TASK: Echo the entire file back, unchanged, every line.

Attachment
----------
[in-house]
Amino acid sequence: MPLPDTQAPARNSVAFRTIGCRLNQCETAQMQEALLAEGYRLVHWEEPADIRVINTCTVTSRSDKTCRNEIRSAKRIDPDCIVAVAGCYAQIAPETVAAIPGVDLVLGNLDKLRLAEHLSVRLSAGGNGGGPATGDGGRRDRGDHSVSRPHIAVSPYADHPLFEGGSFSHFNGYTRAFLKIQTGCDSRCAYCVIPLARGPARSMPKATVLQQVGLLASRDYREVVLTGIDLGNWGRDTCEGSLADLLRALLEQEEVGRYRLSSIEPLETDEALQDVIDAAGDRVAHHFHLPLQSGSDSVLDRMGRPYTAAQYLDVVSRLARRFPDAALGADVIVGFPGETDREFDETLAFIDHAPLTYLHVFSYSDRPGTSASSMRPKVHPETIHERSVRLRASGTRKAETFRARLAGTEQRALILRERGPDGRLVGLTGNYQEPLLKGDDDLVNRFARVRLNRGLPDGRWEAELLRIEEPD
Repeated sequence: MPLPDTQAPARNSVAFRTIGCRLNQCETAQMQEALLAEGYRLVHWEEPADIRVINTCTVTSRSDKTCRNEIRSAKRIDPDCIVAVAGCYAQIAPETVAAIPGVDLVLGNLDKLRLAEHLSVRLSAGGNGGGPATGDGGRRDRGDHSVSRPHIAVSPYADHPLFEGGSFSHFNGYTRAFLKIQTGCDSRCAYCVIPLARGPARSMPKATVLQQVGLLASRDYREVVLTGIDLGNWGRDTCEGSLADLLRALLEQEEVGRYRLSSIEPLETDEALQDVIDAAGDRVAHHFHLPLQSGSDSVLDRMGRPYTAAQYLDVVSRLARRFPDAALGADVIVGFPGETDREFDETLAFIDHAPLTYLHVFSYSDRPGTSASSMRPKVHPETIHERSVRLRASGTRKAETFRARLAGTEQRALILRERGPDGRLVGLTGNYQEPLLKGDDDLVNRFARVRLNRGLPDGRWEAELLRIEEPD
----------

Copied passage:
[in-house]
Amino acid sequence: MPLPDTQAPARNSVAFRTIGCRLNQCETAQMQEALLAEGYRLVHWEEPADIRVINTCTVTSRSDKTCRNEIRSAKRIDPDCIVAVAGCYAQIAPETVAAIPGVDLVLGNLDKLRLAEHLSVRLSAGGNGGGPATGDGGRRDRGDHSVSRPHIAVSPYADHPLFEGGSFSHFNGYTRAFLKIQTGCDSRCAYCVIPLARGPARSMPKATVLQQVGLLASRDYREVVLTGIDLGNWGRDTCEGSLADLLRALLEQEEVGRYRLSSIEPLETDEALQDVIDAAGDRVAHHFHLPLQSGSDSVLDRMGRPYTAAQYLDVVSRLARRFPDAALGADVIVGFPGETDREFDETLAFIDHAPLTYLHVFSYSDRPGTSASSMRPKVHPETIHERSVRLRASGTRKAETFRARLAGTEQRALILRERGPDGRLVGLTGNYQEPLLKGDDDLVNRFARVRLNRGLPDGRWEAELLRIEEPD
Repeated sequence: MPLPDTQAPARNSVAFRTIGCRLNQCETAQMQEALLAEGYRLVHWEEPADIRVINTCTVTSRSDKTCRNEIRSAKRIDPDCIVAVAGCYAQIAPETVAAIPGVDLVLGNLDKLRLAEHLSVRLSAGGNGGGPATGDGGRRDRGDHSVSRPHIAVSPYADHPLFEGGSFSHFNGYTRAFLKIQTGCDSRCAYCVIPLARGPARSMPKATVLQQVGLLASRDYREVVLTGIDLGNWGRDTCEGSLADLLRALLEQEEVGRYRLSSIEPLETDEALQDVIDAAGDRVAHHFHLPLQSGSDSVLDRMGRPYTAAQYLDVVSRLARRFPDAALGADVIVGFPGETDREFDETLAFIDHAPLTYLHVFSYSDRPGTSASSMRPKVHPETIHERSVRLRASGTRKAETFRARLAGTEQRALILRERGPDGRLVGLTGNYQEPLLKGDDDLVNRFARVRLNRGLPDGRWEAELLRIEEPD